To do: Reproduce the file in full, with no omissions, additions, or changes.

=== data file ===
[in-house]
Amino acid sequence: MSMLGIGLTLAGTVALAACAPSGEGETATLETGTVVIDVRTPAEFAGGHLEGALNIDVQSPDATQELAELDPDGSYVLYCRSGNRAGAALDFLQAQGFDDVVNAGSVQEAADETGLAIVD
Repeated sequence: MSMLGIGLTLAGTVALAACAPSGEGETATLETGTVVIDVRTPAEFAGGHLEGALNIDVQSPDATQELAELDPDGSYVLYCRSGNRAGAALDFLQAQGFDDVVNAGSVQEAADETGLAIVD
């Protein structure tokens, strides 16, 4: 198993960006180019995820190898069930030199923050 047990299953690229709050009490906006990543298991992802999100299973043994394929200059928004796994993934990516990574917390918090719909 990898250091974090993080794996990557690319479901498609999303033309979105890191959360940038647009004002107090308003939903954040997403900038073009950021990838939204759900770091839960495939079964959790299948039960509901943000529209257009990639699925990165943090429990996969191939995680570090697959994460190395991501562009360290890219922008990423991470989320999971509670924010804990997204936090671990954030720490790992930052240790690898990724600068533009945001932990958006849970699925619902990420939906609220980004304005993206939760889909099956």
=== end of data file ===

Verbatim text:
[in-house]
Amino acid sequence: MSMLGIGLTLAGTVALAACAPSGEGETATLETGTVVIDVRTPAEFAGGHLEGALNIDVQSPDATQELAELDPDGSYVLYCRSGNRAGAALDFLQAQGFDDVVNAGSVQEAADETGLAIVD
Repeated sequence: MSMLGIGLTLAGTVALAACAPSGEGETATLETGTVVIDVRTPAEFAGGHLEGALNIDVQSPDATQELAELDPDGSYVLYCRSGNRAGAALDFLQAQGFDDVVNAGSVQEAADETGLAIVD
């Protein structure tokens, strides 16, 4: 198993960006180019995820190898069930030199923050 047990299953690229709050009490906006990543298991992802999100299973043994394929200059928004796994993934990516990574917390918090719909 990898250091974090993080794996990557690319479901498609999303033309979105890191959360940038647009004002107090308003939903954040997403900038073009950021990838939204759900770091839960495939079964959790299948039960509901943000529209257009990639699925990165943090429990996969191939995680570090697959994460190395991501562009360290890219922008990423991470989320999971509670924010804990997204936090671990954030720490790992930052240790690898990724600068533009945001932990958006849970699925619902990420939906609220980004304005993206939760889909099956």